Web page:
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Research Papers

Intrinsic Localized Modes of Harmonic Oscillations in Pendulum Arrays Subjected to Horizontal Excitation

[+] Author and Article Information
Takashi Ikeda

Department of Mechanical Systems Engineering,
Institute of Engineering,
Hiroshima University,
1-4-1, Kagamiyama,
Higashi-Hiroshima, Hiroshima 739-8527, Japan e-mail: tikeda@hiroshima-u.ac.jp

Yuji Harata, Keisuke Nishimura

Department of Mechanical Systems Engineering,
Institute of Engineering,
Hiroshima University,
Higashi-Hiroshima, Hiroshima 739-8527, Japan

Contributed by the Design Engineering Division of ASME for publication in the JOURNAL OF COMPUTATIONAL AND NONLINEAR DYNAMICS. Manuscript received October 2, 2013; final manuscript received September 1, 2014; published online January 12, 2015. Assoc. Editor: Carmen M. Lilley.

J. Comput. Nonlinear Dynam 10(2), 021007 (Mar 01, 2015) (11 pages) Paper No: CND-13-1239; doi: 10.1115/1.4028474 History: Received October 02, 2013; Revised September 01, 2014; Online January 12, 2015

The behavior of intrinsic localized modes (ILMs) is investigated for an array with N pendula which are connected with each other by weak, linear springs when the array is subjected to horizontal, sinusoidal excitation. In the theoretical analysis, van der Pol's method is employed to determine the expressions for the frequency response curves for fundamental harmonic oscillations. In the numerical calculations, the frequency response curves are presented for N = 2 and 3 and compared with the results of the numerical simulations. Patterns of oscillations are classified according to the stable steady-state solutions of the response curves, and the patterns in which ILMs appear are discussed in detail. The influence of the connecting springs of the pendula on the appearance of ILMs is examined. Increasing the values of the connecting spring constants may affect the excitation frequency range of ILMs and cause Hopf bifurcation to occur, followed by amplitude modulated motions (AMMs) including chaotic vibrations. The influence of the imperfections of the pendula on the system response is also investigated. Bifurcation sets are calculated to examine the influence of the system parameters on the excitation frequency range of ILMs and determine the threshold value for the connecting spring constant above which ILMs do not appear. Experiments were conducted for N = 2, and the data were compared with the theoretical results in order to confirm the validity of the theoretical analysis.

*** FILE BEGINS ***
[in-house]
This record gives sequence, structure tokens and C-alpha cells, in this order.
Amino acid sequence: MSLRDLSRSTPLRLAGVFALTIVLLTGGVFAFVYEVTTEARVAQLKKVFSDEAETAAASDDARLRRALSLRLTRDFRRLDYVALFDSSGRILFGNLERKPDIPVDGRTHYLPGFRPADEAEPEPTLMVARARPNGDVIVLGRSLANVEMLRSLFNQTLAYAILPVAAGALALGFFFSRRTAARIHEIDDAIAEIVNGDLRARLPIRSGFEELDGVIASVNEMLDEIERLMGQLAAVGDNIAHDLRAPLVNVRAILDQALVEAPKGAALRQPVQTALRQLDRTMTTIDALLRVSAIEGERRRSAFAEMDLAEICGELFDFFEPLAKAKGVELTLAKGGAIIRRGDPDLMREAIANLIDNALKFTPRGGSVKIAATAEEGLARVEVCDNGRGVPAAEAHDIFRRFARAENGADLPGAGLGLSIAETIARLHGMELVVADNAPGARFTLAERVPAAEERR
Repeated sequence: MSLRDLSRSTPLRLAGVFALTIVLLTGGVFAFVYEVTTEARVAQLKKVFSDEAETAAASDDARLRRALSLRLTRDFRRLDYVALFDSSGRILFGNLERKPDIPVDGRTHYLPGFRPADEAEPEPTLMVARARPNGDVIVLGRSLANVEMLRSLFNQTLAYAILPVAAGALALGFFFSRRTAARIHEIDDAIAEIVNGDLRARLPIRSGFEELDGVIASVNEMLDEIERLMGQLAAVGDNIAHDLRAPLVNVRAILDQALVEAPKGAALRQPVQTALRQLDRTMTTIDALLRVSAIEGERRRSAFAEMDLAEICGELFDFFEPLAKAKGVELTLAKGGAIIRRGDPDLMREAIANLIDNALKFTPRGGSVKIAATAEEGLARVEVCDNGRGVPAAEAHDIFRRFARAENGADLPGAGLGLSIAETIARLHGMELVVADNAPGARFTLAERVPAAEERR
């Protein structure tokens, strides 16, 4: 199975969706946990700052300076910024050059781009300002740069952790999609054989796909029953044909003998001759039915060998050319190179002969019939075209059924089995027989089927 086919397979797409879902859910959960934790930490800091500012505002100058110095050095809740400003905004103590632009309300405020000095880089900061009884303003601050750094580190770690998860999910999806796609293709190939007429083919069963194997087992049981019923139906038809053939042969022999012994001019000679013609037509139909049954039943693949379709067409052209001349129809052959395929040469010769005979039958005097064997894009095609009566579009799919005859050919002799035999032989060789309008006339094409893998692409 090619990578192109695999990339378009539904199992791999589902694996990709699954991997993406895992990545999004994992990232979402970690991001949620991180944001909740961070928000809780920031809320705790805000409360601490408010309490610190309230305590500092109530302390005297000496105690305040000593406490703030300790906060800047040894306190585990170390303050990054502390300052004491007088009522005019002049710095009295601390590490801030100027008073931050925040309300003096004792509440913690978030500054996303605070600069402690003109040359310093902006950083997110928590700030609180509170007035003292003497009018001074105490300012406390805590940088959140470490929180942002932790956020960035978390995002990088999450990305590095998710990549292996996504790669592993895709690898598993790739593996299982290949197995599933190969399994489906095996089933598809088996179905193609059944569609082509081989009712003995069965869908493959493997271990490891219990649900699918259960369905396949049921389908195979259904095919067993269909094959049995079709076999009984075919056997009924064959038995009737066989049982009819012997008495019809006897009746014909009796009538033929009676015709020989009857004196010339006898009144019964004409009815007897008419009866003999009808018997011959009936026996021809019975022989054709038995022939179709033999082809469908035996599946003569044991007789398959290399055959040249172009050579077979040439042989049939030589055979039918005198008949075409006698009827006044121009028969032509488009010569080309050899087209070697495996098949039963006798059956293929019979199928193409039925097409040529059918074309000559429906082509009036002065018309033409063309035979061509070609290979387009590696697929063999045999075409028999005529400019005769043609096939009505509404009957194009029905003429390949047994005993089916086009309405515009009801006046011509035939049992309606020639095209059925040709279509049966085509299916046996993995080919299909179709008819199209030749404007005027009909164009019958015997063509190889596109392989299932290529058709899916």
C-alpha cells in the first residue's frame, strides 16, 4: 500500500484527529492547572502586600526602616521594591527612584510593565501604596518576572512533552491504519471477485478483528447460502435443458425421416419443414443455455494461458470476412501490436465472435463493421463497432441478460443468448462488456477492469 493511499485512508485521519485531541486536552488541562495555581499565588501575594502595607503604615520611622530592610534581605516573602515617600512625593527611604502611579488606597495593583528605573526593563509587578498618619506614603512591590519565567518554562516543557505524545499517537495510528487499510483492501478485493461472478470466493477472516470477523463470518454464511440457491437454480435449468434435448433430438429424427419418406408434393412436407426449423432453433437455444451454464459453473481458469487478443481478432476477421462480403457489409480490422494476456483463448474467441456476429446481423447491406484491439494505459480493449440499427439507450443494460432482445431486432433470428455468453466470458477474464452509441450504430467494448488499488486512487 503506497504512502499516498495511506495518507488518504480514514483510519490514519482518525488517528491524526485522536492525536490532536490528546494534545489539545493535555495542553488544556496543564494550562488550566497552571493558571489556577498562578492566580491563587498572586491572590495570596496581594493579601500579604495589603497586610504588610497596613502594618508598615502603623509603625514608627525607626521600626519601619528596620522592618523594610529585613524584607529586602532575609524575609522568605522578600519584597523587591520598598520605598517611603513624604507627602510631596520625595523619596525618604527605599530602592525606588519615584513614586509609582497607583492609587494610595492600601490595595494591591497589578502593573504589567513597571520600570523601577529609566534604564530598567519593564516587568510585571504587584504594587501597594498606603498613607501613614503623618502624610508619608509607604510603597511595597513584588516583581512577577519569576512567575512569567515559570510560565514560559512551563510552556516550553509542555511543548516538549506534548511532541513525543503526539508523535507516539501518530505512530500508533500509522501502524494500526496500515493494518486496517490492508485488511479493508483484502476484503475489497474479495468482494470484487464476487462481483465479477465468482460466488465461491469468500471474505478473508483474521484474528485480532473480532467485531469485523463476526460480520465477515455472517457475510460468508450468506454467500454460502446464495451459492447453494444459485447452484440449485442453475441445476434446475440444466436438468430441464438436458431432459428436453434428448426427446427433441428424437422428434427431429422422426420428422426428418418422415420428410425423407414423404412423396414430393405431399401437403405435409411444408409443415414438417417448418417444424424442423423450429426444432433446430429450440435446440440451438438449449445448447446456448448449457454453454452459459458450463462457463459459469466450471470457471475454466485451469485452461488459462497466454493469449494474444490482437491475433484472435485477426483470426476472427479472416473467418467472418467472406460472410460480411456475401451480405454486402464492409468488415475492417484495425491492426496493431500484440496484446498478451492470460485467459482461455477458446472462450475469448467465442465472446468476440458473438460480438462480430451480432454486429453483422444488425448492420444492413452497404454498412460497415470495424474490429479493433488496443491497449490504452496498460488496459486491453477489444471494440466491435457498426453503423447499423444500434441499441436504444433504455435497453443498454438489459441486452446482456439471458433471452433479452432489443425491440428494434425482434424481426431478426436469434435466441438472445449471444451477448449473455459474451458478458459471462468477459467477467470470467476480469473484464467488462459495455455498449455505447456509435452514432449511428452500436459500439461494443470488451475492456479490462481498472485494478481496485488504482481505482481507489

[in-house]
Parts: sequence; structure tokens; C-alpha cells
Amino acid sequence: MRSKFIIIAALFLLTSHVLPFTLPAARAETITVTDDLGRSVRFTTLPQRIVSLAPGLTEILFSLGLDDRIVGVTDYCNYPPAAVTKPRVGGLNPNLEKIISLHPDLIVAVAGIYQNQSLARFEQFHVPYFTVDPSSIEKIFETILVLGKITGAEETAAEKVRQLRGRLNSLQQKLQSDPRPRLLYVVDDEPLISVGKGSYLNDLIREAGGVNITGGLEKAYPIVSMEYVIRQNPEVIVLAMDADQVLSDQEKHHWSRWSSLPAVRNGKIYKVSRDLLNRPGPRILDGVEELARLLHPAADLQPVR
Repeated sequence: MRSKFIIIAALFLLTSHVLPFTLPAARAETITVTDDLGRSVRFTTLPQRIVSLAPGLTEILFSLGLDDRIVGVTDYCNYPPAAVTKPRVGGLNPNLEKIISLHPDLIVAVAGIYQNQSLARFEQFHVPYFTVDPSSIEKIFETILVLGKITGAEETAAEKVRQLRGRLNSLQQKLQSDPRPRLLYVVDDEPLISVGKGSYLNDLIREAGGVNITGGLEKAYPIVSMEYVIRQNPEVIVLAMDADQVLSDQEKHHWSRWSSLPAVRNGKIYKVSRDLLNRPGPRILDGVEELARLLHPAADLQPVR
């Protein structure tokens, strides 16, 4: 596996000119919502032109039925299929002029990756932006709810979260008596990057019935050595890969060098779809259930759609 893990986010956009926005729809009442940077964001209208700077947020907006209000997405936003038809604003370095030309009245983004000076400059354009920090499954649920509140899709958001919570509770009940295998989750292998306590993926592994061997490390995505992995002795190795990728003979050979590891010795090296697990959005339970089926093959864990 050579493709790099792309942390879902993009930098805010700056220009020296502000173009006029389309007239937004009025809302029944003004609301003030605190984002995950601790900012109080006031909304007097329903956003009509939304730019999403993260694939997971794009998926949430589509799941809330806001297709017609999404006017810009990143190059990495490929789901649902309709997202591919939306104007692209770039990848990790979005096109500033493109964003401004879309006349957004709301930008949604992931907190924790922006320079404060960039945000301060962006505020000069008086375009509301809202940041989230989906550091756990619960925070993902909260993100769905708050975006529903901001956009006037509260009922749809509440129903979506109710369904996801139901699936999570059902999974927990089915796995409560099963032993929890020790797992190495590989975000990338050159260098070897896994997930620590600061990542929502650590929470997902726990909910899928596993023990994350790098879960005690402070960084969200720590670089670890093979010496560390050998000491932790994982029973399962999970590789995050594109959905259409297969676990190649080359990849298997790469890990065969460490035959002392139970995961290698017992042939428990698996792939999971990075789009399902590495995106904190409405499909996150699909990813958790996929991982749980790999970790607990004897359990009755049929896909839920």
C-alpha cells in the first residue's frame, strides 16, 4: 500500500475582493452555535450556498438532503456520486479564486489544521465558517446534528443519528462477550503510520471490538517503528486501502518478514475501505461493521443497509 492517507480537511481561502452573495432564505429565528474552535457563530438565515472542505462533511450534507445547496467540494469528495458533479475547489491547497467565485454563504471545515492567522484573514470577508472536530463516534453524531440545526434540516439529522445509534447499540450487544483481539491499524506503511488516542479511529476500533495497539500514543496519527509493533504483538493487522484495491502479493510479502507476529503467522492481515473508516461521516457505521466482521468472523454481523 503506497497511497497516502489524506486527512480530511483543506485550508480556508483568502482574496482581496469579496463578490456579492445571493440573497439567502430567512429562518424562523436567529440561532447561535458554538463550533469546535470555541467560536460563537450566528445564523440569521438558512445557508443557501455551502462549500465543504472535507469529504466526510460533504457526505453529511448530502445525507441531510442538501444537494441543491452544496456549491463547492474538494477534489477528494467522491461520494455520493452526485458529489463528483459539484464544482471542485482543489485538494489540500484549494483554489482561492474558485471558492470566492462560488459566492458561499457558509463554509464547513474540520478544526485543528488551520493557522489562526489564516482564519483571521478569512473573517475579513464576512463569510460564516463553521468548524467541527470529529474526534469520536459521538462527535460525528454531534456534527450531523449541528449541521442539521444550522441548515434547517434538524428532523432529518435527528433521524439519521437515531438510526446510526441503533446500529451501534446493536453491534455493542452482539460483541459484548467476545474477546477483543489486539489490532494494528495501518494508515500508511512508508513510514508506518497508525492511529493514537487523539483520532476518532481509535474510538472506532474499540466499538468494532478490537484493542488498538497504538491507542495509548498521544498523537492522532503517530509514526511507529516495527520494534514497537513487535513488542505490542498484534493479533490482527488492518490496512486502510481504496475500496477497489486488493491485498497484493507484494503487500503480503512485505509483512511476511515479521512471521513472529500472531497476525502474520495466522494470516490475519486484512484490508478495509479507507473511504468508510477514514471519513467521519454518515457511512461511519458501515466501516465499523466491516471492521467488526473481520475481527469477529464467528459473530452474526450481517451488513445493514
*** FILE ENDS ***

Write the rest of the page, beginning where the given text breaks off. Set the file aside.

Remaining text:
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References

Figures

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Fig. 2

Frequency response curves of amplitudes and NNMs for N = 2. (a) Pendulum 1 and (b) pendulum 2 when μ1 = μ2 = 1, l1 = l2 = 1, c1 = c2 = 0.02, K1 = 0.01, and a0 = 0.05.

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Fig. 3

Frequency response curves of phase angles corresponding to Fig. 2. (a) Pendulum 1 and (b) pendulum 2.

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Fig. 4

Stationary time histories at ω = 0.92 in Fig. 2. (a) Pattern I on branches “ai,” (b) pattern II-1 on branches “bi,” (c) pattern II-2 on branches “ci,” and (d) pattern III on branches “di.

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Fig. 5

Same as Fig. 2, but K1 = 0.03

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Fig. 6

Same as Fig. 2, but K1 = 0.08

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Fig. 7

Stationary time histories on branches GiHi in Fig. 6. (a) ω = 0.985, (b) ω = 0.968, and (c) ω = 0.945.

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Fig. 8

Lyapunov exponents for Fig. 6

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Fig. 9

Bifurcation sets in the (ω, K1) plane including Figs. 2, 5, and 6. ---- Saddle-node bifurcation set; -- -- - pitchfork bifurcation set; and --- - -- Hopf bifurcation set.

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Fig. 10

Same as Fig. 6, but l2 = 0.999

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Fig. 11

Frequency response curves of amplitudes for N = 3. (a) Pendulum 1, (b) pendulum 2, and (c) pendulum 3 when μi = 1.0, li = 1.0, ci = 0.02, Kj = 0.01, and a0 = 0.05 (i = 1, 2, 3; j = 1, 2).

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Fig. 12

Stationary time histories at ω = 0.92 in Fig. 11. (a) Pattern II-1 on branches “bi” and (b) pattern III-1 on branches “ei.

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Fig. 13

Same as Fig. 11, but Kj = 0.03

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Fig. 14

Experimental setup

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Fig. 15

Photo of the experimental apparatus

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Fig. 16

Comparison between the theoretical and experimental results for apparatus A

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Fig. 17

Comparison between the theoretical and experimental results for apparatus B

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Fig. 18

Stationary time histories at f = 2.50 Hz in Fig. 17. (a) Pattern II-1 and (b) pattern II-2.

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Fig. 19

Comparison between the theoretical and experimental results for apparatus C

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Fig. 20

Stationary time histories at f = 2.51 Hz in Fig. 19. (a) Pattern II-1 and (b) pattern II-2.

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